MINDFULNESS workshops have been introduced at John Spence Community High School in North Tyneside to educate young people about the importance of social and emotional learning.
The Mindfulness Based Living Course (MBLC) is being delivered to students in year 9, for those aged between thirteen and fourteen, and forms part of the school’s curriculum, supporting its existing PSHE teachings.
The course was sponsored by John Spence’s partner First Class Supply who selected the school to trial the mindfulness programme. The programme is designed to help young people have an easier experience both at school and at home through gentle training in qualities of attention and attitude.
Each session is an hour long and the course runs over an 8 week period. Weekly themes include staying present, distraction, attitude, self-acceptance and appreciation.
Mindfulness training with adolescents has been positively associated with ability to sustain attention, empathy, clarity, resilience, inclusive attitude, academic attainment, stress-management and emotion regulation. It has also been associated with reduced reactivity, impulsivity, hostile behaviour, perceived stress and rumination.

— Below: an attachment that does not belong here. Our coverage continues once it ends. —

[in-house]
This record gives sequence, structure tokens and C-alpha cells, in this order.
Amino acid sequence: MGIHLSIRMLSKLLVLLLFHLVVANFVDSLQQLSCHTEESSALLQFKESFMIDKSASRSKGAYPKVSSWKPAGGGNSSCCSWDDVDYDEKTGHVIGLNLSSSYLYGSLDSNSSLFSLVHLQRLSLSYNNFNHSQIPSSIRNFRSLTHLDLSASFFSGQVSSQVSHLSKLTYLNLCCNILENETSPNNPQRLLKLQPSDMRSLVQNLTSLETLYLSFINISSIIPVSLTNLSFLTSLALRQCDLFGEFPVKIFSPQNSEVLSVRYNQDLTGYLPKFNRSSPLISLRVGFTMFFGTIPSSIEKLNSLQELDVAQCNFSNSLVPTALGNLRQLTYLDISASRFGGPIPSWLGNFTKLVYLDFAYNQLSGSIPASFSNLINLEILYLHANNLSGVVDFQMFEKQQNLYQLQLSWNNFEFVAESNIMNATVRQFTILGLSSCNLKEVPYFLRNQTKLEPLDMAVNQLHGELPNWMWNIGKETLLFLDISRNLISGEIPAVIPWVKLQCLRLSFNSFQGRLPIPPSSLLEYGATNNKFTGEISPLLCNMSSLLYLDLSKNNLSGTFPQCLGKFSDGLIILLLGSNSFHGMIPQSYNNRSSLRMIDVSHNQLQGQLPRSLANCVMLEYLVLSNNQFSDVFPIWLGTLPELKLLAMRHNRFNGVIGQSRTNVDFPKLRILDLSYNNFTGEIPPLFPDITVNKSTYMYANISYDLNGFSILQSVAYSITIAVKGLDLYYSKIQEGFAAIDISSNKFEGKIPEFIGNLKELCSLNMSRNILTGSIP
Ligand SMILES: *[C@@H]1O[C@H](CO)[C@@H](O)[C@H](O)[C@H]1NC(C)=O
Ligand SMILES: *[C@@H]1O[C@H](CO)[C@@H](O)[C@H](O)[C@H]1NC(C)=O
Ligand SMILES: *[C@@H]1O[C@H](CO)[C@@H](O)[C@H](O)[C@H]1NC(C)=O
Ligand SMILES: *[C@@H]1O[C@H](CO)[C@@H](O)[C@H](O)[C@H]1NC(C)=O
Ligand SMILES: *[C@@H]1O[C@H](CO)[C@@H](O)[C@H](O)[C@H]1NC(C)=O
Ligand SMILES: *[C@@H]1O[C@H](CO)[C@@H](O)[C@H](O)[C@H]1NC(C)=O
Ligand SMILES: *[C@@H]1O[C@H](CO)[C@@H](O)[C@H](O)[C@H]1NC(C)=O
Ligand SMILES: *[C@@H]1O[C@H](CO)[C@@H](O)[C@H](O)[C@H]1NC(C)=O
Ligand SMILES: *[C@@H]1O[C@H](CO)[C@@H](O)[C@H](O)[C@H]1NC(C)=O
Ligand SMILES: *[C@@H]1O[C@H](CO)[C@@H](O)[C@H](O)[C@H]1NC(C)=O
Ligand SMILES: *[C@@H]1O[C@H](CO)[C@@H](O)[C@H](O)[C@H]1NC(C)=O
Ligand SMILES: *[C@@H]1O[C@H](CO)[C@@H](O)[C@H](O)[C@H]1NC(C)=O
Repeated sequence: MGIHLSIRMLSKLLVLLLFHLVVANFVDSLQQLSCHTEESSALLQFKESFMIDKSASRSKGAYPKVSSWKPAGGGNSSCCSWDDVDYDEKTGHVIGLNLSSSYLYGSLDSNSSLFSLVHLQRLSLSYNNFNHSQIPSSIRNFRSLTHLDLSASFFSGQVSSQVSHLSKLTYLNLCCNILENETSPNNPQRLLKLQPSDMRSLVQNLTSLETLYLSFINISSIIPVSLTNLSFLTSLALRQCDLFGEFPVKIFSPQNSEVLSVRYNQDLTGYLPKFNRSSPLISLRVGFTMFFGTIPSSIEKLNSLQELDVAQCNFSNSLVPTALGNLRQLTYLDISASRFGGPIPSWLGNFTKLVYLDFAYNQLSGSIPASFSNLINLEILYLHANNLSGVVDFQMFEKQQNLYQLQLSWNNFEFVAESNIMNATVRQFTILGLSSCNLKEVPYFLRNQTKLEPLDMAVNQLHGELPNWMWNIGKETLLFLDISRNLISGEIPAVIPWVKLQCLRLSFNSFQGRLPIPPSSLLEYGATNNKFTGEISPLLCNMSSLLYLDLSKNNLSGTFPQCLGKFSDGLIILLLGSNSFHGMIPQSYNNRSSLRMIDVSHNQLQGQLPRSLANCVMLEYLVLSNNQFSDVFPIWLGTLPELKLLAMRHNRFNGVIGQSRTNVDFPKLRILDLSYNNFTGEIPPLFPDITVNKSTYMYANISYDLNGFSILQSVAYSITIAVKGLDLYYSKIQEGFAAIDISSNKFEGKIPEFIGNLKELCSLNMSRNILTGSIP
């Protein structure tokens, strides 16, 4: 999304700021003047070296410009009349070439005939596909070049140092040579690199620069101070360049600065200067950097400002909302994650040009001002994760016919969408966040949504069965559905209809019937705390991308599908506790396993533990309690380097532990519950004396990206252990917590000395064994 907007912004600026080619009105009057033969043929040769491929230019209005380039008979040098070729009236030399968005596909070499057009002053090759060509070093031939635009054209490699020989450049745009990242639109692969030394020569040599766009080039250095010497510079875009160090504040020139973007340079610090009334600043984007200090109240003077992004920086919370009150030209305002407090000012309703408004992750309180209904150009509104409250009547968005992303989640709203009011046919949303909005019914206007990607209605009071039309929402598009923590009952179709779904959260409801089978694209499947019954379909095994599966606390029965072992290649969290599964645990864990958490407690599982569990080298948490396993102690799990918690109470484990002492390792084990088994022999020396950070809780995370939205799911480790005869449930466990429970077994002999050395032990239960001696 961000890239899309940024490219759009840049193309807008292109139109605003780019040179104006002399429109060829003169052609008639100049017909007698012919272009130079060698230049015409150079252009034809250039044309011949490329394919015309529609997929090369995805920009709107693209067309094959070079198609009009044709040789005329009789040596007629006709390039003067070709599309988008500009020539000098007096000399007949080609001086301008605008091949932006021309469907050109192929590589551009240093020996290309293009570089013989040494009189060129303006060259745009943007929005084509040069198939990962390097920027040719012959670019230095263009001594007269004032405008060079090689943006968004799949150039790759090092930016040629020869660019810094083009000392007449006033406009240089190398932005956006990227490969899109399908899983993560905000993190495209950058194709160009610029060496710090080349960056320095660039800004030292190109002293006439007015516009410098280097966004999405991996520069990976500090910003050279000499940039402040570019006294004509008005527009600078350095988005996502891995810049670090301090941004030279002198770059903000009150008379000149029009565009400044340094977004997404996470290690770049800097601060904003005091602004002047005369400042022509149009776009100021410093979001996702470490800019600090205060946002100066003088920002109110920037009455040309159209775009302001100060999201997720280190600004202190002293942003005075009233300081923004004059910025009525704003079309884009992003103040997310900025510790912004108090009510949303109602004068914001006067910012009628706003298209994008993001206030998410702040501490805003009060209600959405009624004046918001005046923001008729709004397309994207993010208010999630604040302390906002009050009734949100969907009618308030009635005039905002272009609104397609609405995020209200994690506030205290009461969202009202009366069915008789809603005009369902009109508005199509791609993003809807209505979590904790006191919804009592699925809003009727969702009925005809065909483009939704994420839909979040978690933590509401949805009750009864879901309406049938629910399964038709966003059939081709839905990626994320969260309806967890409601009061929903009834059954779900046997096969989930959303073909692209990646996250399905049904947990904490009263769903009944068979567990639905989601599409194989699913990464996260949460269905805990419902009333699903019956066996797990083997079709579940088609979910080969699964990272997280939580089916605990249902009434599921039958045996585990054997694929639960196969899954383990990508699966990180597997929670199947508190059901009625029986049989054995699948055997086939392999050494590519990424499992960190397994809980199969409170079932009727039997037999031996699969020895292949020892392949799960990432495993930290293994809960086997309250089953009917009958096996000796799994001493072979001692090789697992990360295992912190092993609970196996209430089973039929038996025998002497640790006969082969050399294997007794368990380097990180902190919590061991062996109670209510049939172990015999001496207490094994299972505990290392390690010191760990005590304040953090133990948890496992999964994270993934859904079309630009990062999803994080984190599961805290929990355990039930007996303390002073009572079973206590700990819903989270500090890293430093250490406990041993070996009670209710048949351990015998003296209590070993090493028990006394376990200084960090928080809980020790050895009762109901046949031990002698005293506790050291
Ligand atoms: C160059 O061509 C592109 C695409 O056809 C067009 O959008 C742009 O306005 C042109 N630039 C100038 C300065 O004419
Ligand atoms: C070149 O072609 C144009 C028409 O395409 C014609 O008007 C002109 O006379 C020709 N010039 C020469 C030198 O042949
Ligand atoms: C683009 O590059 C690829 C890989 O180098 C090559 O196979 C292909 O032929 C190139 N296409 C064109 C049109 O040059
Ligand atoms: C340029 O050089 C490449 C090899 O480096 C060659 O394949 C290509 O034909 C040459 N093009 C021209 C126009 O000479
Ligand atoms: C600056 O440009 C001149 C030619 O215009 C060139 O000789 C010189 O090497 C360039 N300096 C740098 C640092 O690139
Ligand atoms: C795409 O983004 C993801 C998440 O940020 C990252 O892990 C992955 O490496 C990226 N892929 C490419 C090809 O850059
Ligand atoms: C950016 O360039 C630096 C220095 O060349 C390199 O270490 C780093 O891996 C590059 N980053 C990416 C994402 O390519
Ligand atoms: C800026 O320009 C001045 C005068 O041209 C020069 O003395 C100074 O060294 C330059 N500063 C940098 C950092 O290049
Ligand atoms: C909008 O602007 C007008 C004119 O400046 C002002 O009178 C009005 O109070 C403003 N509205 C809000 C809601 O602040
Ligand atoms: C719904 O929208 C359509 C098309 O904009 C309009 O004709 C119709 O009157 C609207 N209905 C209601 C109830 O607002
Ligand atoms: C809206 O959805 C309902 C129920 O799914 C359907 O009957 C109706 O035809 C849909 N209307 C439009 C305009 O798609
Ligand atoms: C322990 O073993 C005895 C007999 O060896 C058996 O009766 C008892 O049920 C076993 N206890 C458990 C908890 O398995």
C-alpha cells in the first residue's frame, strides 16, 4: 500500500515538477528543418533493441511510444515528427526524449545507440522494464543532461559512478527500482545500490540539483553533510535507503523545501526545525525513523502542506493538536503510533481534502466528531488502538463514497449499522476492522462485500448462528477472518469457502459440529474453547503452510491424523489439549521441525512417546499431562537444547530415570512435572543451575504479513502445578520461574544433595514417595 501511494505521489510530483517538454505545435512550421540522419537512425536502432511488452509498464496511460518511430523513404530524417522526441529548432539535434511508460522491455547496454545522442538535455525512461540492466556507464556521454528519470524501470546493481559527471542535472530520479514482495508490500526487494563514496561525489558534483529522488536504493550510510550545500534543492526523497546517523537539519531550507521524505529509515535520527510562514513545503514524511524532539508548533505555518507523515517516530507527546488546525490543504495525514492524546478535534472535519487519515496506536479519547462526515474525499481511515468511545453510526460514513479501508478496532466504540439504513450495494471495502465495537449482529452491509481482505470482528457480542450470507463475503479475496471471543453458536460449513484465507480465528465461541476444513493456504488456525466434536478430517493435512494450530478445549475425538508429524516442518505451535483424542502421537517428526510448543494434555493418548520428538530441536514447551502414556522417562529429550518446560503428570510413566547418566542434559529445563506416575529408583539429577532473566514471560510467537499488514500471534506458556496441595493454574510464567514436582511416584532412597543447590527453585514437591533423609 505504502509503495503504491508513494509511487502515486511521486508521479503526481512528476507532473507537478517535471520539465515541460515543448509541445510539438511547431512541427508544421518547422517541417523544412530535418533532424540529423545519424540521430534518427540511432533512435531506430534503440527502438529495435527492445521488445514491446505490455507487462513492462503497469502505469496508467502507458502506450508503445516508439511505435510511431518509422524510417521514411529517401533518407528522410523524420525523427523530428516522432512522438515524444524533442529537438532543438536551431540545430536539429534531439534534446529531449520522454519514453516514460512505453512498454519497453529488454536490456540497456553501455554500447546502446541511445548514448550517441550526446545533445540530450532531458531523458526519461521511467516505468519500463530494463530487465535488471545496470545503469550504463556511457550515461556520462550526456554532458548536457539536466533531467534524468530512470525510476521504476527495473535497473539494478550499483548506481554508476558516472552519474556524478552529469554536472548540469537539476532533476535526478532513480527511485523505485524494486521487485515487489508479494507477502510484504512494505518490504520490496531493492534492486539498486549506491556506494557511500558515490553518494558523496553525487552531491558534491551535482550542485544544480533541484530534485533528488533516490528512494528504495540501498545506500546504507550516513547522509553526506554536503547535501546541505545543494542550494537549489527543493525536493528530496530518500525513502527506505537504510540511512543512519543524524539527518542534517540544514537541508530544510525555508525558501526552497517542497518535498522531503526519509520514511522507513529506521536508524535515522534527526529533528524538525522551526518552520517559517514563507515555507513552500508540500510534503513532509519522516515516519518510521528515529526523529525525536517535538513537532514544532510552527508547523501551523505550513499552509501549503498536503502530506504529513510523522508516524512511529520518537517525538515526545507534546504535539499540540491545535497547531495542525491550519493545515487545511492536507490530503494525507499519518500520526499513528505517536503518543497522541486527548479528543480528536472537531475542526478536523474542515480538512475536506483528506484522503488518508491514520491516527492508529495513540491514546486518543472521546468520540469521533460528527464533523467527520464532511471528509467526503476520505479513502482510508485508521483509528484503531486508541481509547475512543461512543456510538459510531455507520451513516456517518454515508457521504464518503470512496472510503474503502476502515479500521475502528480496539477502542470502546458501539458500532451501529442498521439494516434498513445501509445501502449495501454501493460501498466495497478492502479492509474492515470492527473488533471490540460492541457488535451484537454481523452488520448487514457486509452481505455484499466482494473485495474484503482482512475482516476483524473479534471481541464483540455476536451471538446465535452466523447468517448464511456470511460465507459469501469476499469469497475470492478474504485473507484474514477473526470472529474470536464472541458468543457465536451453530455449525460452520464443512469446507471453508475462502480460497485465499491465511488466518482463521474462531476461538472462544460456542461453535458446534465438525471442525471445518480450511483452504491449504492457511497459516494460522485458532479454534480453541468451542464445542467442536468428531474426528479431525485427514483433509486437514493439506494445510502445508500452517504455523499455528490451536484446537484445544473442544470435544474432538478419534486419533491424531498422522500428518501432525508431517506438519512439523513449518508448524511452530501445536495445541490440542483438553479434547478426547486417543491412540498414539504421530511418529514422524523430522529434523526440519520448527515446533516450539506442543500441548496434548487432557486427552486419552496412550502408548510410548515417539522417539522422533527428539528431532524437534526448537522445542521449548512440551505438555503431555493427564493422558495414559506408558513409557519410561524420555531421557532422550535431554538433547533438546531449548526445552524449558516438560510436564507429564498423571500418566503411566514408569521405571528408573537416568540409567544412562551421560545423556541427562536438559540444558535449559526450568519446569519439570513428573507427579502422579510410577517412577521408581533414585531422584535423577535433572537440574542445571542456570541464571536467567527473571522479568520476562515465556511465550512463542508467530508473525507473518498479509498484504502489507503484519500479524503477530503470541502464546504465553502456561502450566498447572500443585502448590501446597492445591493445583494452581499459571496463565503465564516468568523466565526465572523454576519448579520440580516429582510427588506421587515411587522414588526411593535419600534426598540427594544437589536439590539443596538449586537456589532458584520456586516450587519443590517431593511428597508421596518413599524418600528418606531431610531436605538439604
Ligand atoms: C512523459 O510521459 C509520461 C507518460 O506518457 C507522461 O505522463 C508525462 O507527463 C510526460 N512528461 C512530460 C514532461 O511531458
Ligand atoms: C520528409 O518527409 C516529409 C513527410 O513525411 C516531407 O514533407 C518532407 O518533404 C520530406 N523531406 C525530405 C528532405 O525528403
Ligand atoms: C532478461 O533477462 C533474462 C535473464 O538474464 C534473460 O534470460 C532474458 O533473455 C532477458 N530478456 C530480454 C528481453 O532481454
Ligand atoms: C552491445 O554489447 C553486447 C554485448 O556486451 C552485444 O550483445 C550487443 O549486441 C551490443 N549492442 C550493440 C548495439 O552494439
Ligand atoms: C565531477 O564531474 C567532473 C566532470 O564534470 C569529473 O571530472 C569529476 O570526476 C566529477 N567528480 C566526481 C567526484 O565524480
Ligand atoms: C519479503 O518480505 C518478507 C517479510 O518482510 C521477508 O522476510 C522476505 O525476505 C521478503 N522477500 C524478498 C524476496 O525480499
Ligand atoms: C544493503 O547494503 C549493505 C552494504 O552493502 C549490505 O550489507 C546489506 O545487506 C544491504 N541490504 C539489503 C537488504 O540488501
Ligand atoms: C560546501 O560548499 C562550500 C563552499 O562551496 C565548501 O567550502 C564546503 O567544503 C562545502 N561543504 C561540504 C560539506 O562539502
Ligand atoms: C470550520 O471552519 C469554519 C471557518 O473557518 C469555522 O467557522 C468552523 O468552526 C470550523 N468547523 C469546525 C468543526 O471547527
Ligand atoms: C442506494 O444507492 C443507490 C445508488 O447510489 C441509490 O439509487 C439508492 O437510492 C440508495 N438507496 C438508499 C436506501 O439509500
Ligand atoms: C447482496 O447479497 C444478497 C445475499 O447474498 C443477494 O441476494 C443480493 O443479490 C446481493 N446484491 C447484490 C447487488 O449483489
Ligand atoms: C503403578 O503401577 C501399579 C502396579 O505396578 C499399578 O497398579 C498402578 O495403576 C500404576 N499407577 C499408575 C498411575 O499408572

Emma Haslam, founder and mindfulness facilitator of Settled Minds, who is delivering the mindfulness course, said:
“I am thrilled to be delivering the Mindfulness Based Living Course to year 9 students at John Spence Community High School. This is the first course I have delivered to secondary school students and the feedback has been really positive. It is such a wonderful opportunity for young adults and truly represents John Spence’s forward thinking attitude to learning.”
Lesley Robinson, director at First Class Supply said: “As part of our long-standing partnership with John Spence Community High School, we thought the mindfulness course would be perfect for the school in line with its outstanding commitment to education and care for its students.
“Mindfulness is becoming an increasingly popular practice in helping people with social and emotional learning, and introducing it at an early stage will hopefully help people throughout their lives.”
Holly Ridley, learning mentor at John Spence Community High School added:
“The mindfulness programme has opened the students’ minds up to new possibilities and ways to cope in more difficult situations. It has given them the headspace to think more clearly about their emotions and given them that pause to make the correct and right decisions for themselves, without rushing.
“Emma has been friendly, approachable and given the students plenty of advice, support and tips. We would certainly like this programme to run again in school.”